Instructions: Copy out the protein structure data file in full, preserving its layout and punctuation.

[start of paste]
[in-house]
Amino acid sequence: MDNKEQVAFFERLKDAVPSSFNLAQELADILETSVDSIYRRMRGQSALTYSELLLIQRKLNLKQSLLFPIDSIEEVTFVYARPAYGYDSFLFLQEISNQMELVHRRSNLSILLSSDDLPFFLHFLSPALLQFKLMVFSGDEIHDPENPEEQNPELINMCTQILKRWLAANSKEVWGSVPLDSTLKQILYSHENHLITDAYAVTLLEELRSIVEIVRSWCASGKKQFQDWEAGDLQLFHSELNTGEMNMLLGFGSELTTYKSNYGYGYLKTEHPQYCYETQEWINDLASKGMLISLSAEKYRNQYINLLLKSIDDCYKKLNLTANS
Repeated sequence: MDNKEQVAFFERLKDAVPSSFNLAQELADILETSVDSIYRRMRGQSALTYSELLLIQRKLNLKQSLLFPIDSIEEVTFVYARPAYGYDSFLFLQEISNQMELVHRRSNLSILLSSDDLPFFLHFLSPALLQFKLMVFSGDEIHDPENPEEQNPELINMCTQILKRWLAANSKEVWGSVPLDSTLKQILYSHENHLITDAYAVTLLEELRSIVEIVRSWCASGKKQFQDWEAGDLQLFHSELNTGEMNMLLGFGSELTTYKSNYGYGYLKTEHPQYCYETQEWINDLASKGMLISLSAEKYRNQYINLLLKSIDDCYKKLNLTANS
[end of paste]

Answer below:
[in-house]
Amino acid sequence: MDNKEQVAFFERLKDAVPSSFNLAQELADILETSVDSIYRRMRGQSALTYSELLLIQRKLNLKQSLLFPIDSIEEVTFVYARPAYGYDSFLFLQEISNQMELVHRRSNLSILLSSDDLPFFLHFLSPALLQFKLMVFSGDEIHDPENPEEQNPELINMCTQILKRWLAANSKEVWGSVPLDSTLKQILYSHENHLITDAYAVTLLEELRSIVEIVRSWCASGKKQFQDWEAGDLQLFHSELNTGEMNMLLGFGSELTTYKSNYGYGYLKTEHPQYCYETQEWINDLASKGMLISLSAEKYRNQYINLLLKSIDDCYKKLNLTANS
Repeated sequence: MDNKEQVAFFERLKDAVPSSFNLAQELADILETSVDSIYRRMRGQSALTYSELLLIQRKLNLKQSLLFPIDSIEEVTFVYARPAYGYDSFLFLQEISNQMELVHRRSNLSILLSSDDLPFFLHFLSPALLQFKLMVFSGDEIHDPENPEEQNPELINMCTQILKRWLAANSKEVWGSVPLDSTLKQILYSHENHLITDAYAVTLLEELRSIVEIVRSWCASGKKQFQDWEAGDLQLFHSELNTGEMNMLLGFGSELTTYKSNYGYGYLKTEHPQYCYETQEWINDLASKGMLISLSAEKYRNQYINLLLKSIDDCYKKLNLTANS